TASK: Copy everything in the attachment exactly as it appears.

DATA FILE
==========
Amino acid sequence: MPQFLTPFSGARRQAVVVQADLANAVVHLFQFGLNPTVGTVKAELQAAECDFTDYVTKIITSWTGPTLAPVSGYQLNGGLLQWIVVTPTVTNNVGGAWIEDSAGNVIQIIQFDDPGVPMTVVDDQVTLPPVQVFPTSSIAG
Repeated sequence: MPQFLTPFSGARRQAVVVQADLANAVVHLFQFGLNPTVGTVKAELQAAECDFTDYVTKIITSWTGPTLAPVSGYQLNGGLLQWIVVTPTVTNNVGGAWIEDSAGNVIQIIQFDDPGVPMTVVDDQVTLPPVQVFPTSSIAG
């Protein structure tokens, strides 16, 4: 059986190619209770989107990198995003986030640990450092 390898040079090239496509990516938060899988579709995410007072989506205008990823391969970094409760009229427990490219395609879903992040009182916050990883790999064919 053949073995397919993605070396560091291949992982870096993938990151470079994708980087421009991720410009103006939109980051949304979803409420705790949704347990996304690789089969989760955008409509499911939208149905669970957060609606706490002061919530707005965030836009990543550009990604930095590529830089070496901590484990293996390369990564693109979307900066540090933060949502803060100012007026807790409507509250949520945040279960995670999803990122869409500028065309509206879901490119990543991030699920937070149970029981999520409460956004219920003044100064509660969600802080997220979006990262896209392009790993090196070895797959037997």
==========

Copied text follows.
Amino acid sequence: MPQFLTPFSGARRQAVVVQADLANAVVHLFQFGLNPTVGTVKAELQAAECDFTDYVTKIITSWTGPTLAPVSGYQLNGGLLQWIVVTPTVTNNVGGAWIEDSAGNVIQIIQFDDPGVPMTVVDDQVTLPPVQVFPTSSIAG
Repeated sequence: MPQFLTPFSGARRQAVVVQADLANAVVHLFQFGLNPTVGTVKAELQAAECDFTDYVTKIITSWTGPTLAPVSGYQLNGGLLQWIVVTPTVTNNVGGAWIEDSAGNVIQIIQFDDPGVPMTVVDDQVTLPPVQVFPTSSIAG
């Protein structure tokens, strides 16, 4: 059986190619209770989107990198995003986030640990450092 390898040079090239496509990516938060899988579709995410007072989506205008990823391969970094409760009229427990490219395609879903992040009182916050990883790999064919 053949073995397919993605070396560091291949992982870096993938990151470079994708980087421009991720410009103006939109980051949304979803409420705790949704347990996304690789089969989760955008409509499911939208149905669970957060609606706490002061919530707005965030836009990543550009990604930095590529830089070496901590484990293996390369990564693109979307900066540090933060949502803060100012007026807790409507509250949520945040279960995670999803990122869409500028065309509206879901490119990543991030699920937070149970029981999520409460956004219920003044100064509660969600802080997220979006990262896209392009790993090196070895797959037997």